By the present rubric before the office of the communion of Rubrics. the sick it is ordered as follows: "Forasmuch as all mortal men be subject to many sudden perils, diseases, and sicknesses, and ever uncertain what time they shall depart out of this life; therefore to the intent they may be always in a readiness to die whensoever it shall please Almighty God to call them, curates shall diligently from time to time (but especially in the time of pestilence or other infectious sickness) exhort their parishioners to the often receiving of the holy communion of the body and blood of our Saviour Christ, when it shall be publicly administered in the church; that so doing they may, in case of sudden visitation, have the less cause to be disquieted for lack of the same. But if the sick person be not able to come to the church, and yet is desirous to receive the communion in his house, then he must give timely notice to the curate, signifying also how many there are to communicate with him (which shall be three, or two at the least); and having a convenient place in the sick man's house, with all things necessary so prepared that the curate may reverently minister, he shall there celebrate the holy communion.

By the rubrics at the end of the same service: "But if a man, either by reason of extremity of sickness, or for want of warning in due time to the curate, or for lack of company to receive with him, or by any other just impediment, do not receive the sacrament of Christ's body and blood, the curate shall instruct him, that if he do truly repent him of his sins, and stedfastly believe that Jesus Christ hath suffered death upon the cross for him, and shed his blood for his redemption, earnestly remembering the benefits he hath thereby, and giving him hearty thanks therefore, he doth eat and drink the body and blood of our Saviour Christ profitably to his soul's health, although he do not receive the sacrament with his mouth."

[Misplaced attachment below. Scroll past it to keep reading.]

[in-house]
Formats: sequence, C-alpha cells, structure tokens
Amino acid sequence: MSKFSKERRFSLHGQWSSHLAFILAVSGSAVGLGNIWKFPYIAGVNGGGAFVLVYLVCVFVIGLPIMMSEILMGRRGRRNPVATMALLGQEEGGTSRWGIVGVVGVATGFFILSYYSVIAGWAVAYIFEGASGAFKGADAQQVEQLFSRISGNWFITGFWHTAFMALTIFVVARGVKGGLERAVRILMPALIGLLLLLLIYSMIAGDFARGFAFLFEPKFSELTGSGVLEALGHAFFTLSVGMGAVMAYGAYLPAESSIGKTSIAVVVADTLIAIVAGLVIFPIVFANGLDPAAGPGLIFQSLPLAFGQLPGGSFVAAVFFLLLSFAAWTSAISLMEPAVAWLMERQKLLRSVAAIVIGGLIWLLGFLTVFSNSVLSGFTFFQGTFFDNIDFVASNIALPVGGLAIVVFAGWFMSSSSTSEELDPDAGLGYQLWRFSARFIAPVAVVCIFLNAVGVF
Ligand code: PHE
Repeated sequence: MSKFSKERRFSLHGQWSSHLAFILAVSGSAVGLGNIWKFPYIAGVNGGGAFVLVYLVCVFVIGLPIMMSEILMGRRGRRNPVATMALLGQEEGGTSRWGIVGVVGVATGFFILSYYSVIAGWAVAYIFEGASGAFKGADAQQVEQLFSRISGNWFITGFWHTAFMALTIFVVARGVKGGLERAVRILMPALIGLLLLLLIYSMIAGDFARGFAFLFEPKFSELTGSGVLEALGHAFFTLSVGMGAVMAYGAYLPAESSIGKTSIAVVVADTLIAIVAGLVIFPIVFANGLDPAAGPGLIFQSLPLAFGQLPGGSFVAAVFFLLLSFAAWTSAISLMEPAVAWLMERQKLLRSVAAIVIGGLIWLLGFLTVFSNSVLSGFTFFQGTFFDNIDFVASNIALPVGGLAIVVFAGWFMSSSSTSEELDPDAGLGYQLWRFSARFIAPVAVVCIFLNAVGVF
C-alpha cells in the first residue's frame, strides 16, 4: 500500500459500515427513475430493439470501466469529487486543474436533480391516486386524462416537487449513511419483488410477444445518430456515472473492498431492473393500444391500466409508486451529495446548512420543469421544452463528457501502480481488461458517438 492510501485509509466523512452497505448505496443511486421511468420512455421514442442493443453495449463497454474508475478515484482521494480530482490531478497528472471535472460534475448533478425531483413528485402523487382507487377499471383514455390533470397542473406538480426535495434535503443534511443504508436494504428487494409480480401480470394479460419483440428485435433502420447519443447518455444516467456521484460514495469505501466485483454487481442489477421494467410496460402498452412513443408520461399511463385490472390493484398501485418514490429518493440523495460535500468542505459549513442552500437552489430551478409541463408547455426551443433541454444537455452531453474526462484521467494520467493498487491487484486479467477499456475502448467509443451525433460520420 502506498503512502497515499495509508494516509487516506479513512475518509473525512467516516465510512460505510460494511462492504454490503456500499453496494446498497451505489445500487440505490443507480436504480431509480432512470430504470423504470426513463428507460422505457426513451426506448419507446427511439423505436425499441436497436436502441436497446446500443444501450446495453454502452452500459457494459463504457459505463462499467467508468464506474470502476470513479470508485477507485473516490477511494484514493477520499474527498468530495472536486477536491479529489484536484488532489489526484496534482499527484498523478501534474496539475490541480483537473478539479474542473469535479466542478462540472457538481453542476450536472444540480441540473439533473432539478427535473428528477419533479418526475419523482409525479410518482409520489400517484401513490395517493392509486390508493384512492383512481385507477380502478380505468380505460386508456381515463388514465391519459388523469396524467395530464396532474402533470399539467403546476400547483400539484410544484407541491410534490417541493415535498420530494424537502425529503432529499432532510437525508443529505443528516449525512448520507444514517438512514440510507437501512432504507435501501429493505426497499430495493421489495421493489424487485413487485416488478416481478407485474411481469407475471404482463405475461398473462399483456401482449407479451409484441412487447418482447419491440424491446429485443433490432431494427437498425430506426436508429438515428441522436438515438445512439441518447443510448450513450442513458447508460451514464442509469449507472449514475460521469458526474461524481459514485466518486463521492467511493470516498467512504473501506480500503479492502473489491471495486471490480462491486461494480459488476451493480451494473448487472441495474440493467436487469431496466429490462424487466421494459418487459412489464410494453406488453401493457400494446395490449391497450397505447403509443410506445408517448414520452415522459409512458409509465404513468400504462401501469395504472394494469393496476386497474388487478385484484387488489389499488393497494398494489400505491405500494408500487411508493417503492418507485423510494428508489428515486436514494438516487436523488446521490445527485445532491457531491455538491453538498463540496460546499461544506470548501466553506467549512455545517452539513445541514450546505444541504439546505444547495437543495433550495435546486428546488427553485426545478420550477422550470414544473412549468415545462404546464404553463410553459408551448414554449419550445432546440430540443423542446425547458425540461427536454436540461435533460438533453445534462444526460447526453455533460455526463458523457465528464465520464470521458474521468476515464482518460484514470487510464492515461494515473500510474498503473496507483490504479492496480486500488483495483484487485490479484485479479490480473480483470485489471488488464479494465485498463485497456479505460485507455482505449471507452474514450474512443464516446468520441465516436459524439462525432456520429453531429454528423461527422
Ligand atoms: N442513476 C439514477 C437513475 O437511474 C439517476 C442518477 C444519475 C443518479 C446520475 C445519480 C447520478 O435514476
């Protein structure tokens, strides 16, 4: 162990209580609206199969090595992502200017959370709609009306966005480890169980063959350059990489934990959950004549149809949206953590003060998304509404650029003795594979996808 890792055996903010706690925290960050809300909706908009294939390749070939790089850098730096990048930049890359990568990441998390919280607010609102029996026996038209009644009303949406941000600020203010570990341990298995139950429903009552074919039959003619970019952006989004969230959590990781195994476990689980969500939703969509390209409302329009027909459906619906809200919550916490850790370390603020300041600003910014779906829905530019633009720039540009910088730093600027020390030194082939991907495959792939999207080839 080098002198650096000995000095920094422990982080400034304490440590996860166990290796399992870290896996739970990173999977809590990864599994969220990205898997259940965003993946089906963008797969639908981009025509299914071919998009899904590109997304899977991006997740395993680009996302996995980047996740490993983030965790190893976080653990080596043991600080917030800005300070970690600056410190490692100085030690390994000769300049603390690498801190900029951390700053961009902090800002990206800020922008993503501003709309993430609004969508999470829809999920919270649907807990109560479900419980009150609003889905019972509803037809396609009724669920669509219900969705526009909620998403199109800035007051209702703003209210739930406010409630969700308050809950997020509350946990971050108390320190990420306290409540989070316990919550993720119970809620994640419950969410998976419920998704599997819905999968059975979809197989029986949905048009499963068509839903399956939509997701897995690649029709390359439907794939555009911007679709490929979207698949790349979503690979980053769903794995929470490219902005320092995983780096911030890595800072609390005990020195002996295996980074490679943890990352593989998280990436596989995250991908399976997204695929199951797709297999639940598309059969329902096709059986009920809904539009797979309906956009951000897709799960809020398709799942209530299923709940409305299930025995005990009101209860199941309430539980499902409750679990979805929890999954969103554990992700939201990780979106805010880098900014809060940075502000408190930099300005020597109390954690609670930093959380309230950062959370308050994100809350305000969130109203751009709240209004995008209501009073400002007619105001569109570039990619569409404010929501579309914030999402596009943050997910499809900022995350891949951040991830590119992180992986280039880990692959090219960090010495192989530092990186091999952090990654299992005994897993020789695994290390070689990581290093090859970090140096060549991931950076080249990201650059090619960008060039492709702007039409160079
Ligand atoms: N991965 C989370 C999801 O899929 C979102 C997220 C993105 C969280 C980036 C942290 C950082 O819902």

"In the time of the plague, sweat, or other such like contagious times of sickness or diseases, when none of the parish can be gotten to communicate with the sick in their houses, for fear of the infection, upon special request of the diseased, the minister may only communicate with him."

(b) Lind. p. 249.



SECT. 1.-Places of Burial.

2.-The Acts for Cemeteries and Burial Grounds.
3.-Service of Burial.

4.-Fees on Burial.


6.- Protection of the Dead.

7.-Monuments of the Dead.

8.-Prayers for the Dead.

9.-The Burial Laws Amendment Act, 1880.

In ancient times.

Early Christian practice.

SECT. 1.-Places of Burial.

ALL civilized nations (a) have set apart from profane uses the burial places of the dead, and have interred them with some religious rites.

The old Romans sometimes showed their respect for the dead by burying them in their houses; but the law of the Twelve Tables prescribed their burial without the walls of the city.

Sometimes they burnt, sometimes they buried their dead. The primitive Christians (b), looking upon their bodies as the temples of the Holy Ghost, rejected the usage of burning, and buried their dead with special religious ceremonies.